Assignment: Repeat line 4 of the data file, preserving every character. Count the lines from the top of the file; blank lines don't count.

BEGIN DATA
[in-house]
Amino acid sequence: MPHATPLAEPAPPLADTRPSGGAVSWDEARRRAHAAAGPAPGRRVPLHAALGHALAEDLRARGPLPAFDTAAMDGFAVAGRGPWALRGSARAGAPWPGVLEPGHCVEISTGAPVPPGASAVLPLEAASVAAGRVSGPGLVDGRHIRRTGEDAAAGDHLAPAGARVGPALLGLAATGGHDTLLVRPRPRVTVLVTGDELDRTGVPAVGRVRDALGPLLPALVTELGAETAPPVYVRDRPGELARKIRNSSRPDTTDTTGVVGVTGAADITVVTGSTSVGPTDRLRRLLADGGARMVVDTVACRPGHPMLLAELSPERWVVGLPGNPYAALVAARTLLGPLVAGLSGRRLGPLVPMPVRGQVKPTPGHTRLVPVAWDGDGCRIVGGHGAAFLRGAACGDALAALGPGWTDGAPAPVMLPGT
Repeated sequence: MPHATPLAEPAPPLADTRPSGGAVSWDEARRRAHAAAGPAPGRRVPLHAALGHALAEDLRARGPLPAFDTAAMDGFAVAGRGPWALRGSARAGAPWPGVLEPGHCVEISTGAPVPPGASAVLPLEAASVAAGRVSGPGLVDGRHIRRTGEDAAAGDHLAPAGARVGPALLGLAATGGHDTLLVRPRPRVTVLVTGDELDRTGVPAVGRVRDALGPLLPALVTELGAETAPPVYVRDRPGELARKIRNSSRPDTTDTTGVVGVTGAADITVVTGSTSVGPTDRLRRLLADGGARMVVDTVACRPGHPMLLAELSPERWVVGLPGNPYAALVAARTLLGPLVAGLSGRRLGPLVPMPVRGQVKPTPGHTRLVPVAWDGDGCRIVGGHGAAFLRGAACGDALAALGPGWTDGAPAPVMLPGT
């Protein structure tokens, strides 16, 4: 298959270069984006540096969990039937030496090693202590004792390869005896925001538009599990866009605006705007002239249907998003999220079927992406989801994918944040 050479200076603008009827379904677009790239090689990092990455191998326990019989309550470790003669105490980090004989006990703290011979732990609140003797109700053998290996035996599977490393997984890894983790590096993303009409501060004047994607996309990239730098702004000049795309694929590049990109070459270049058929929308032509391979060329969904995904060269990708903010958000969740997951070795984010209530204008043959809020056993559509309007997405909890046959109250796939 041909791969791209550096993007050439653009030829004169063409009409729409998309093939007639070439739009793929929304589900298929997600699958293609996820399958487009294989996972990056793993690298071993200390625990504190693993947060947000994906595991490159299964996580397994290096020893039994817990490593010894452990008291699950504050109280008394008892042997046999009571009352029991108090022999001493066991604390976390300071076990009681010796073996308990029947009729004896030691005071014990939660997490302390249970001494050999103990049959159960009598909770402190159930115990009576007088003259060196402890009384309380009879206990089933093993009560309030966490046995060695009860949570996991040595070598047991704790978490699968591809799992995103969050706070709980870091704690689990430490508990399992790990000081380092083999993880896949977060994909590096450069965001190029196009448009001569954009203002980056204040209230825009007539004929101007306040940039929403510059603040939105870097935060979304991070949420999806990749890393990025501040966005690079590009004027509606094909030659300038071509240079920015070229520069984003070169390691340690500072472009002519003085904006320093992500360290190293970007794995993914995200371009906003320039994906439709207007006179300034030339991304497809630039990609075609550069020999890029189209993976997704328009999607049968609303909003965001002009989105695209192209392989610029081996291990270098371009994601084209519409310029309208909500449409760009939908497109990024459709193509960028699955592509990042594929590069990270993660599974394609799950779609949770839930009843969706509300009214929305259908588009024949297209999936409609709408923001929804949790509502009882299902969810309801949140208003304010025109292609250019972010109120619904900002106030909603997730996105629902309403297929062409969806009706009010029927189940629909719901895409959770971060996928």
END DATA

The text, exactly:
């Protein structure tokens, strides 16, 4: 298959270069984006540096969990039937030496090693202590004792390869005896925001538009599990866009605006705007002239249907998003999220079927992406989801994918944040 050479200076603008009827379904677009790239090689990092990455191998326990019989309550470790003669105490980090004989006990703290011979732990609140003797109700053998290996035996599977490393997984890894983790590096993303009409501060004047994607996309990239730098702004000049795309694929590049990109070459270049058929929308032509391979060329969904995904060269990708903010958000969740997951070795984010209530204008043959809020056993559509309007997405909890046959109250796939 041909791969791209550096993007050439653009030829004169063409009409729409998309093939007639070439739009793929929304589900298929997600699958293609996820399958487009294989996972990056793993690298071993200390625990504190693993947060947000994906595991490159299964996580397994290096020893039994817990490593010894452990008291699950504050109280008394008892042997046999009571009352029991108090022999001493066991604390976390300071076990009681010796073996308990029947009729004896030691005071014990939660997490302390249970001494050999103990049959159960009598909770402190159930115990009576007088003259060196402890009384309380009879206990089933093993009560309030966490046995060695009860949570996991040595070598047991704790978490699968591809799992995103969050706070709980870091704690689990430490508990399992790990000081380092083999993880896949977060994909590096450069965001190029196009448009001569954009203002980056204040209230825009007539004929101007306040940039929403510059603040939105870097935060979304991070949420999806990749890393990025501040966005690079590009004027509606094909030659300038071509240079920015070229520069984003070169390691340690500072472009002519003085904006320093992500360290190293970007794995993914995200371009906003320039994906439709207007006179300034030339991304497809630039990609075609550069020999890029189209993976997704328009999607049968609303909003965001002009989105695209192209392989610029081996291990270098371009994601084209519409310029309208909500449409760009939908497109990024459709193509960028699955592509990042594929590069990270993660599974394609799950779609949770839930009843969706509300009214929305259908588009024949297209999936409609709408923001929804949790509502009882299902969810309801949140208003304010025109292609250019972010109120619904900002106030909603997730996105629902309403297929062409969806009706009010029927189940629909719901895409959770971060996928």